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January Reading Showcases Faculty
Works-in-Progress

By Tyler Christensen and Jessamine Price

The MFA program kicked off the spring 2012 Visiting Writers Series on Jan. 25 with a poetry and prose reading that featured three American University faculty members sharing works in progress: poet David Keplinger and fiction writers Danielle Evans and Stephanie Grant. The evening event took place at Columbia Heights’ 826DC, a non-profit organization that offers writing tutoring and workshops to Washington, DC, students age 6-12. 

Keplinger, Evans and Grant are familiar faces in the MFA program, where they teach graduate workshops. CA took advantage of the occasion to ask them about their plans for 2012.

CA: What are your new year's resolutions for your writing?

David Keplinger: I've never made resolutions for my writing, but I suppose if I were to make one, it would be to write three pages in a notebook every day. For poets this generally takes about fifteen minutes (I don't mean they have to be good pages) and is an effective exercise for generating material. When I started doing this again in November, I remembered how it worked: it's not that your writing gets better, but that there's more of it from which to choose. When the candidate pool is bigger, the chances of discovering a good match, a good poem, increase dramatically.

Danielle Evans: I’m generally opposed to New Year’s resolutions. I’m more into the nostalgia and regret aspects of the holiday than the shimmery optimism of thinking about the future, but I am trying to become a writer who is as interested in discipline as magic, and am going to experiment with what happens when I write through the tricky parts even when the energy isn’t there. The worst that can happen is I’ll have to delete a lot.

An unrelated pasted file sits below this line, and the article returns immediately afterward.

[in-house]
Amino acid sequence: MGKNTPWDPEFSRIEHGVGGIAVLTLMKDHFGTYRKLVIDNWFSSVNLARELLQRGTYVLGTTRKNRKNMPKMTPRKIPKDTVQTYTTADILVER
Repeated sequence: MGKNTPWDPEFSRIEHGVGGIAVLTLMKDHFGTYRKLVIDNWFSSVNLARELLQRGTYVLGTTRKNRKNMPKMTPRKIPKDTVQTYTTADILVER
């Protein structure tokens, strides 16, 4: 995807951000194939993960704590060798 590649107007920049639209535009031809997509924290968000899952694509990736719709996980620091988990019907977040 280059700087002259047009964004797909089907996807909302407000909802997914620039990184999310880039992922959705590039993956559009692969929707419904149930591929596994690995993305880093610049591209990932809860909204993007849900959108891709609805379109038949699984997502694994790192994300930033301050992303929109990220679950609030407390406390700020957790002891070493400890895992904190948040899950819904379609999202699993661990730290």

Stephanie Grant: I made a discovery about my own writing process last semester. When I work I tend to tack back and forth between language as a driving force—language that from the force of its own exuberance moves the story forward—and structure as a driving force. By structure I guess I mean plot—or all that goes into plot—event, gesture, dialogue—elements that advance the story.

[My] resolution is to accept this process. I'm not just spinning my wheels (which is what the tacking back and forth can feel like)—I'm honoring the different elements of fiction—language and form—that are most important to me.

CA: What are you looking forward to in terms of writing in 2012?

Keplinger: In 2012 I'm looking forward to focusing on a new book. I recently had a manuscript contracted for publication in 2013, and until that book was accepted and put away, it was hard for me to think about anything else. Now I've got all these new poems coming through.

Evans: Finishing my novel and then having that fun moment with my next project where all of the possibilities feel open. I’m also doing a lot of travel this year, so I’m excited about getting to see new places or returning to places I’ve been before and seeing them from a new perspective.

Grant: In 2012, I'm looking forward to breaking out of old habits in my writing. I'm very much hoping to finish my book this summer—and of course nothing is more satisfying than completing a book. But I know I need to keep making changes in my writing—not to simply rest on what I (think I) know. But to step off into what I don't.


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